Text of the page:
The ECG captures the direction and magnitude of electrical depolarization and repolarization generated by a person during his one cycle of heartbeat. The components of a normal ECG tracings consists of multiple waveforms each indicating an electrical event during one heart beat. These waveforms are labeled as P wave, QRS complex and T wave as shown in Fig. 1 . There is another small wave called U wave which is the successor of the T wave and may not always be observed as a result of its small size [2]. We ignore U wave in this work. P wave marks the beginning of the ECG cycle and is the first short upward movement of the ECG tracing. It indicates that the atria are contracting, pumping blood into the ventricles. It is followed by the QRS complex, normally beginning with a downward deflection, denoted as Q; a larger upward deflection, a peak denoted as R; and then a downward S wave. Fig.1. Schematic diagram of single ECG wave.

The QRS complex represents ventricular depolarization and contraction. The PR interval indicates the transit time for the electrical signal to travel from the sinus node to the ventricles. T wave is normally a modest upwards waveform representing ventricular repolarization. However in certain cases, T wave can be inverted [3]. Each of these wave has a characteristic duration. The P-Wave lasts for about 80 ms. The normal PR interval in an ECG wave ranges from 120 ms to 200 ms. Duration of PR-Segment is 50 ms to 120 ms. The QRS complex duration is about 80 ms to 120 ms. Duration of ST-Segment is 80 ms to 120 ms. Duration of ST-Interval is 320 ms. The QT interval is heart rate dependent. The normal QT intervals are less than 450 ms for men and less than 460 ms for womenbut may vary from 270 ms at a heart rate of 150 beats per min to 500 ms at a heart rate of 40 beats per min [4].

Dataset Description

Several databases are available for studying and analyzing ECG data. The dataset used in this paper is the QT database which contains 105 records, each being 15 minutes in duration [5]. It has been created by incorporating new data from Holter recordings of patients into the MIT-BIH Arrhythmia Database, the European Society of Cardiology ST-T Database and several other databases [6-7].The sampling frequency of all the records in this database is 250 Hz. The reason behind choosing this database for the evaluation of our algorithm is that reference annotations have been given to mark the waveform boundaries in addition to those already marked in the other databases. More specifically, this database includes annotation for P and T complexes in addition to annotations for Q, R and S complexes thus helping us to compare our obtained results.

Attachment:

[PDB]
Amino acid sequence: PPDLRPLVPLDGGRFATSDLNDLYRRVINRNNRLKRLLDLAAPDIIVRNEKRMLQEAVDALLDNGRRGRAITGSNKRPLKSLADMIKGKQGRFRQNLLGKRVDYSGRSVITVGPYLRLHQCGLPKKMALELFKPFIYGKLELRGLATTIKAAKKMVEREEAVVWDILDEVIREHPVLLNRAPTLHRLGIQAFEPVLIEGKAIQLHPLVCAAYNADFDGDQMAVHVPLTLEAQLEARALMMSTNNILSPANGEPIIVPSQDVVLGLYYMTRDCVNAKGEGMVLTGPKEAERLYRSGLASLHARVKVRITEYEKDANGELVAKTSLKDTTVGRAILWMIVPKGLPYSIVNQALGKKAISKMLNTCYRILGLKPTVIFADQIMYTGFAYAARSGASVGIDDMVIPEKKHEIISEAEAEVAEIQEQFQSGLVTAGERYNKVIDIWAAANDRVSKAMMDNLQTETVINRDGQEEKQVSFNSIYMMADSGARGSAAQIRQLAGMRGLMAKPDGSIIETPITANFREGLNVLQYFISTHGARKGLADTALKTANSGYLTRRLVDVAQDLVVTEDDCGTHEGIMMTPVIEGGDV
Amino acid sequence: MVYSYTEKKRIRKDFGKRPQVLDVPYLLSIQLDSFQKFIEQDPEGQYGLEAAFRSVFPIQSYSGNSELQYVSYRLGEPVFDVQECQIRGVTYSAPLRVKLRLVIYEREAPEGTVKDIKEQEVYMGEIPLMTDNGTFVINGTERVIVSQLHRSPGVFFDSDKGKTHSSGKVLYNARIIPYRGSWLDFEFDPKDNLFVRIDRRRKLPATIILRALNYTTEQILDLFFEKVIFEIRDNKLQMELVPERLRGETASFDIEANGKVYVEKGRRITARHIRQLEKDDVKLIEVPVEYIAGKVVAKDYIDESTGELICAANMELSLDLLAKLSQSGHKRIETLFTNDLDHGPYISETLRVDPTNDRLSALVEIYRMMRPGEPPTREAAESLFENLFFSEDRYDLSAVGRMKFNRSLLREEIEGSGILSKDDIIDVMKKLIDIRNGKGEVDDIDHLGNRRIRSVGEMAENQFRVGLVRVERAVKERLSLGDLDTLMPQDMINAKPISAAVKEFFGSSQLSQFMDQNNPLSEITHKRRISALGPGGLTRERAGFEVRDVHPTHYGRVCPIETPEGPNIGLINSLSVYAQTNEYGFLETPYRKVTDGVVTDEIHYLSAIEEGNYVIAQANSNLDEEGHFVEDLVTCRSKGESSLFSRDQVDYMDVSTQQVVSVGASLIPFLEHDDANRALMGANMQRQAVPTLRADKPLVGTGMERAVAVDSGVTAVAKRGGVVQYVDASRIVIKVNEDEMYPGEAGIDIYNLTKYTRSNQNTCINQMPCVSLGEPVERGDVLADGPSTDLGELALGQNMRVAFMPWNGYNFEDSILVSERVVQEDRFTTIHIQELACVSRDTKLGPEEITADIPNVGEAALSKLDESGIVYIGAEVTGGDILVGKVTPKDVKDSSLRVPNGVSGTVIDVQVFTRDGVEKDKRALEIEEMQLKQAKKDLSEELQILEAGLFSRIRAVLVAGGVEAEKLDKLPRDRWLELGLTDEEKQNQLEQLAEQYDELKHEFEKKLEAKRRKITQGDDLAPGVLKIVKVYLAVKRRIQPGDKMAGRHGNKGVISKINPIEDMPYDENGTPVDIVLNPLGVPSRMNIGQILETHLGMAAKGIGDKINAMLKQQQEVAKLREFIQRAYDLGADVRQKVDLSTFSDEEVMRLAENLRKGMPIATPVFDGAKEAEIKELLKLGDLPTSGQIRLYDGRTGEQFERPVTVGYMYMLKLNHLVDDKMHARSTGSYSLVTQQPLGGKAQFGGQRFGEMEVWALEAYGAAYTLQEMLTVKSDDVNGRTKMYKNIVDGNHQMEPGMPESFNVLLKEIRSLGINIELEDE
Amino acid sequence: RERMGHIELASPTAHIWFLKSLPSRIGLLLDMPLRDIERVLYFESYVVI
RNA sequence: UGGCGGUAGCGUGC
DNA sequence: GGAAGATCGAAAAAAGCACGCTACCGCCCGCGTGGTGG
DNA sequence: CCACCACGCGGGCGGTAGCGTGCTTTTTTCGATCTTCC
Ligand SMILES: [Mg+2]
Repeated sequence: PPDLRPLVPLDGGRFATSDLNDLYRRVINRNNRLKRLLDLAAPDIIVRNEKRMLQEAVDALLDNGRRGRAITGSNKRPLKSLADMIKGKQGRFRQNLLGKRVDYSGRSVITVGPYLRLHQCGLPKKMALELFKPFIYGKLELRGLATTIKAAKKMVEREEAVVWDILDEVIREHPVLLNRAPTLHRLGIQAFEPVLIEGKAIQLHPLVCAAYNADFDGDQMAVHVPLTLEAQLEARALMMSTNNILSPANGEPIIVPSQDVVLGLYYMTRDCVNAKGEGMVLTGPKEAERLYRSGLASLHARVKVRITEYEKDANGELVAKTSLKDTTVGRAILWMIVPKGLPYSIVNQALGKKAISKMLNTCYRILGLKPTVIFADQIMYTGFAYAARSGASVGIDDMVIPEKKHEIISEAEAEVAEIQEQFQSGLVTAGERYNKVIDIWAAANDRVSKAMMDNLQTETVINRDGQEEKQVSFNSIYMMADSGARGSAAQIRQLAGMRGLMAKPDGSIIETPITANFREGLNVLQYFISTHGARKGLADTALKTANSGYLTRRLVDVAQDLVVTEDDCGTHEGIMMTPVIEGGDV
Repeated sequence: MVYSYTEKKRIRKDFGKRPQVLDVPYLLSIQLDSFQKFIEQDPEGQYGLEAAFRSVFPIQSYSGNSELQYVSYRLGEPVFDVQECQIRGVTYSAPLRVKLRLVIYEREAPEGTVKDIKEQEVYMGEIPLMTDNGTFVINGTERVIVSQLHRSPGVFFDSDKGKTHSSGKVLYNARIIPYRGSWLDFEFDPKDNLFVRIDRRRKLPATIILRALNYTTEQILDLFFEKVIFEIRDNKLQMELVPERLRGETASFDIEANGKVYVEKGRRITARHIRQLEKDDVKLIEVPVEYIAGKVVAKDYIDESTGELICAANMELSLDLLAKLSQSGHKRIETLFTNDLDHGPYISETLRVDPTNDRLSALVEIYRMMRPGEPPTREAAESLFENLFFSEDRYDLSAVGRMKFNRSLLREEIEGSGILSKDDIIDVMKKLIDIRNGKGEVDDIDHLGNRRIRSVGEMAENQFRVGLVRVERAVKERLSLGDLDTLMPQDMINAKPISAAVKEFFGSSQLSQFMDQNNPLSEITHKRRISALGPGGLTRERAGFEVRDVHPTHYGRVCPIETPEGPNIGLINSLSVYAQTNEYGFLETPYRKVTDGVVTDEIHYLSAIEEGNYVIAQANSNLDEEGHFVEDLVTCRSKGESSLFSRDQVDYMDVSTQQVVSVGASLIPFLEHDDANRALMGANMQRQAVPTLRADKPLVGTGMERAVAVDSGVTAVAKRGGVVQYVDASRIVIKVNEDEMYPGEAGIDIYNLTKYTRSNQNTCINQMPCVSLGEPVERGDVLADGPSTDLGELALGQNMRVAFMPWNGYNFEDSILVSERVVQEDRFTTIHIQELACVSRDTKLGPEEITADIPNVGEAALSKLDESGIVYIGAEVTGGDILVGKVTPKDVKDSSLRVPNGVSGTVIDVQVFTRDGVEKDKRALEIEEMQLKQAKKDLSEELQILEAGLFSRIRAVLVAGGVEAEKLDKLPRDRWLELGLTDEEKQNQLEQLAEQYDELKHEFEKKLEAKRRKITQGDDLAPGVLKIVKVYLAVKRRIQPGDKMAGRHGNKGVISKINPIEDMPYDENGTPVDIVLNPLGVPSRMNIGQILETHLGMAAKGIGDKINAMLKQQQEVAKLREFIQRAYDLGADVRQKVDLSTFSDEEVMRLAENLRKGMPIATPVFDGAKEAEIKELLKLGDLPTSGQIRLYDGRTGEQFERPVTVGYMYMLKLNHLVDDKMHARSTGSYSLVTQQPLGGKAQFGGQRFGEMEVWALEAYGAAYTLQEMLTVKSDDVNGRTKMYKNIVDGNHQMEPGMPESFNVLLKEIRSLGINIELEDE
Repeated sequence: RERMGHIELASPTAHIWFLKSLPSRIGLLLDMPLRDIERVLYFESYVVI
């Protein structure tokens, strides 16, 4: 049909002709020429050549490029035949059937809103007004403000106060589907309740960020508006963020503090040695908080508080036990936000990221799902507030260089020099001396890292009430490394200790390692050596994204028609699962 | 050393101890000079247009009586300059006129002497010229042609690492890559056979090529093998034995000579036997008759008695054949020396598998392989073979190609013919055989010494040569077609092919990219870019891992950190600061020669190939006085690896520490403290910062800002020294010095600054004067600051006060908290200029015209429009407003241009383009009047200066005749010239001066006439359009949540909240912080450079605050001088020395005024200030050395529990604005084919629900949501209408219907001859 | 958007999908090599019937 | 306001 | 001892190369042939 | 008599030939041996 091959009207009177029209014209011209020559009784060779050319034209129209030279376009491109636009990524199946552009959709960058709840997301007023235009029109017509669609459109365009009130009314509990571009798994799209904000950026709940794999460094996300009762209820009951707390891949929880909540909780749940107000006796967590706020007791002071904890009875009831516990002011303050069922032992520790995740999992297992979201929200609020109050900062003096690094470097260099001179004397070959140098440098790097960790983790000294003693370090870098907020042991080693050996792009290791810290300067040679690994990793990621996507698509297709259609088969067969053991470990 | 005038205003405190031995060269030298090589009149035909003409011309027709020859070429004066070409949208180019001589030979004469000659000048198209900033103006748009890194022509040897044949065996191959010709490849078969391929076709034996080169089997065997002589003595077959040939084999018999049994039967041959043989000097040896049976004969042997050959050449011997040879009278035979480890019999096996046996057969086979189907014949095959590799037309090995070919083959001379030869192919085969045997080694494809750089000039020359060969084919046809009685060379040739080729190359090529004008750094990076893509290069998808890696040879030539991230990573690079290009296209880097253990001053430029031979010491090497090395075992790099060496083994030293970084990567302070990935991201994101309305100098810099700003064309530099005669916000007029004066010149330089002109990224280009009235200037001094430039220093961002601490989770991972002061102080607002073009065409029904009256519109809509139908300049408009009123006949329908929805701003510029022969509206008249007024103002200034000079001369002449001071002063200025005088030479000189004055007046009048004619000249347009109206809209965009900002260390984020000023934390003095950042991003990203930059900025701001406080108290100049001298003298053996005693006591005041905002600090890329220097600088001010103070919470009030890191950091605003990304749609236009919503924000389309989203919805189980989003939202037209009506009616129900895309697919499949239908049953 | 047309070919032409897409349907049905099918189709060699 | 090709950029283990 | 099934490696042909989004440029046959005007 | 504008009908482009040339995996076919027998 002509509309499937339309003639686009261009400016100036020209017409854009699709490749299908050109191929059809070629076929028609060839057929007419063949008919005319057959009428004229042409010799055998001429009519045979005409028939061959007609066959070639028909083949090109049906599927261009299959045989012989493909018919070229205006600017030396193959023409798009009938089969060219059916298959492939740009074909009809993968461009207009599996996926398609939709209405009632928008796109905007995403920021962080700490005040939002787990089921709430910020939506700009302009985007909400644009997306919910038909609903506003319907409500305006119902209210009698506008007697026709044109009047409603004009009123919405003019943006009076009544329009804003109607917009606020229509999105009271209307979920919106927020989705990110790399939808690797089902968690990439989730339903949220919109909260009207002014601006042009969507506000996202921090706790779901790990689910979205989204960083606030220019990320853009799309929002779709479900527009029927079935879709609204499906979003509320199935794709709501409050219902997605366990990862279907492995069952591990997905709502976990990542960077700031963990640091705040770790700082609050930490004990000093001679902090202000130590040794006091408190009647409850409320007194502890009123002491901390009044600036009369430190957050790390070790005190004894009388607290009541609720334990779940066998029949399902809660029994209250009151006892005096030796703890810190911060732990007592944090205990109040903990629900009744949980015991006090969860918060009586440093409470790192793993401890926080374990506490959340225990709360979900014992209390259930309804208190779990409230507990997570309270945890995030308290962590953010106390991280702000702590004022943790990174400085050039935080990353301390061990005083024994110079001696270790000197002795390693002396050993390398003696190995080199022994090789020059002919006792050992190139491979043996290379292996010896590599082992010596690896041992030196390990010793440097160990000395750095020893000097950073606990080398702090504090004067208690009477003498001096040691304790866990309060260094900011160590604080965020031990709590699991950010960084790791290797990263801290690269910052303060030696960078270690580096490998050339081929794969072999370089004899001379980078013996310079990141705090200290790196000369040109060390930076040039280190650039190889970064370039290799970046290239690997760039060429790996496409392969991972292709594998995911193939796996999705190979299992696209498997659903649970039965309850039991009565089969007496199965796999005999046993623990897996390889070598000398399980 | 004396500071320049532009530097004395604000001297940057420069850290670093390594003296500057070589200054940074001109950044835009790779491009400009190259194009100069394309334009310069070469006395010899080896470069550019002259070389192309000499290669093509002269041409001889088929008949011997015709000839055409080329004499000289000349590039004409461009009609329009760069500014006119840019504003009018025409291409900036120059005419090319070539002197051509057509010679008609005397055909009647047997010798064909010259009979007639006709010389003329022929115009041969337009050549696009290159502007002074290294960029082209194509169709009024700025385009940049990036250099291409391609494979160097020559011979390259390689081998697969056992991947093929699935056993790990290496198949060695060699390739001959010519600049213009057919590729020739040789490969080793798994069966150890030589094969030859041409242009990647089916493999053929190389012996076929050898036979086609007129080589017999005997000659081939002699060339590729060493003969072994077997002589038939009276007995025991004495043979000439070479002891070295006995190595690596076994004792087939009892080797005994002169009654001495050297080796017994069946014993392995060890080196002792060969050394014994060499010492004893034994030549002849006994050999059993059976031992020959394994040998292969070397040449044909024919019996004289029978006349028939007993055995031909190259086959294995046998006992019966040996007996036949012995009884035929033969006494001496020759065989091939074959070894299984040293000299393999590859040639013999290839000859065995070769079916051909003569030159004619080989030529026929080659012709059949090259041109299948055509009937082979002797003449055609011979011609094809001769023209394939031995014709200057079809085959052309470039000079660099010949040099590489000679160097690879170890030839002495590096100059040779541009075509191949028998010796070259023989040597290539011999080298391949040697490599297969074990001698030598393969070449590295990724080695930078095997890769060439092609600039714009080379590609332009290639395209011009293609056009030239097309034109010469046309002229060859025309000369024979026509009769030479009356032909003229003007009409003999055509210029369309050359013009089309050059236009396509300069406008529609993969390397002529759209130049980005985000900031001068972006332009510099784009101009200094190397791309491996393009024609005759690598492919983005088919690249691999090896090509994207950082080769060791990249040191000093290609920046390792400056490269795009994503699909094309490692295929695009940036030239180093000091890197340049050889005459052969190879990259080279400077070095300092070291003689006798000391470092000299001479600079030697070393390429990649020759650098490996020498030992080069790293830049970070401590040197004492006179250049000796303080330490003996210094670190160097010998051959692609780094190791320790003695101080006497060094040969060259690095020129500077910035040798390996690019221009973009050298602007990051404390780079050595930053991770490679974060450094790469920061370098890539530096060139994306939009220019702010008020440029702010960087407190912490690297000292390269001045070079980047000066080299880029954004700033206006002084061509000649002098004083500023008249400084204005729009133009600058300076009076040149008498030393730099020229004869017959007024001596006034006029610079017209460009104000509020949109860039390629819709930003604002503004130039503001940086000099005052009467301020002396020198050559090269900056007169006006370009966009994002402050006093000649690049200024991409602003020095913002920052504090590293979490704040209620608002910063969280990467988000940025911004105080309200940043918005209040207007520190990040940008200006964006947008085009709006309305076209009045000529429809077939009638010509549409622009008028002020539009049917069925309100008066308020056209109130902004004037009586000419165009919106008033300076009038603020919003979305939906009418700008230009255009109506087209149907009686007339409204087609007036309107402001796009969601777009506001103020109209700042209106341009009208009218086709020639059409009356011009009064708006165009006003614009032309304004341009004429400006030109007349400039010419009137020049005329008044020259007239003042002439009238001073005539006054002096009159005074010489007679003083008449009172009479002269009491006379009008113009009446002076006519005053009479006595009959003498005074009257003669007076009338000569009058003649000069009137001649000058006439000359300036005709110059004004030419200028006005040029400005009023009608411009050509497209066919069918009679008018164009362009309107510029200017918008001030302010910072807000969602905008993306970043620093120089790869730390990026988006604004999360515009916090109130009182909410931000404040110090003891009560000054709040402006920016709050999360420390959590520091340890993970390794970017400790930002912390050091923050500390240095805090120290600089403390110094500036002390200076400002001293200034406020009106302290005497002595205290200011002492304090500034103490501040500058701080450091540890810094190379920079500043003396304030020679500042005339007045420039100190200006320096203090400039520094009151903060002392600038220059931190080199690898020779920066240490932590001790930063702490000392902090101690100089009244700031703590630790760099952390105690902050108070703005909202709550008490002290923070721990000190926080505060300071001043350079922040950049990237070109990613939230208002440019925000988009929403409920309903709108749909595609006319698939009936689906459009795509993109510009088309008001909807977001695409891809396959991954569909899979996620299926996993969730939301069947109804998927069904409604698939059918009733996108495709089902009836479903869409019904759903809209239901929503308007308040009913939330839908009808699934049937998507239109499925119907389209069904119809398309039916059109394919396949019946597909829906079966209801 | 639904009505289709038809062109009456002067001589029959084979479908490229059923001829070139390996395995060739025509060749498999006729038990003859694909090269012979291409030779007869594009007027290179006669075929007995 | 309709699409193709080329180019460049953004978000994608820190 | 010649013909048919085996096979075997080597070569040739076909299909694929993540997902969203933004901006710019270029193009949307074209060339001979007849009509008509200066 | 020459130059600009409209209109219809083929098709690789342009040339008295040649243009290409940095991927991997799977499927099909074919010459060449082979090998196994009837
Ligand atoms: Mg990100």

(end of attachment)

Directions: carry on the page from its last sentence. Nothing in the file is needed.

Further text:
From the discussion on the morphology of ECG signal in section 2, it can be observed that the points of interest viz. P, Q, R, S and T have a distinct and characteristic physical appearance. Also if any one of these points is known, then rest of the points can be identified from its neighborhood with fair accuracy. For instance, P peak is the local maxima between the R peak of the corresponding wave and T peak of the previous wave; Q trough is the local minima between P peak and R peak. Similar neighborhood characteristics exist for S and T wave. Hence by only knowing the position of R peak, all the other waves can be identified from the signal. In this work, we exploit these local features of P, Q, R, S and T waves to locate them.

The steps followed in this work can be summarized as follows:

Step 1: The digitized ECG data from the database is filtered with a bandpass FIR filter with lower and upper cutoff frequency of 3 Hz and 45 Hz respectively to remove noises originating due to electromyogram (EMG) signals, high frequency interferences, DC offset and baseline wandering [8].

Step 2: From the filtered signal, the R peak is extracted using the R segmentation algorithm proposed by Hamilton in [9].

Step 3: After extracting the location of R peaks, the location of remaining four peaks is computed using local context window in the neighborhood of corresponding R peak. The primary contribution of this work is in step 3 and is discussed in detail in following sub-sections. After filtering the signal and locating R peaks, we proceed towards locating P peaks. As stated earlier, P peak is approximated as the local maxima between R peak and T peak of previous wave.

However, considering the entire region between T peak and R peak can lead to increased false positives since this region is quite extended, can be noisy and have multiple peaks and troughs. Hence, a reduced context window of 100 ms duration is chosen which is offset from R peak by 100 ms on the left. A typical boundary of the context window for detecting P waveare marked A and B as shown in Fig 2. The peak of P wave is taken as maximum of the values in the context window.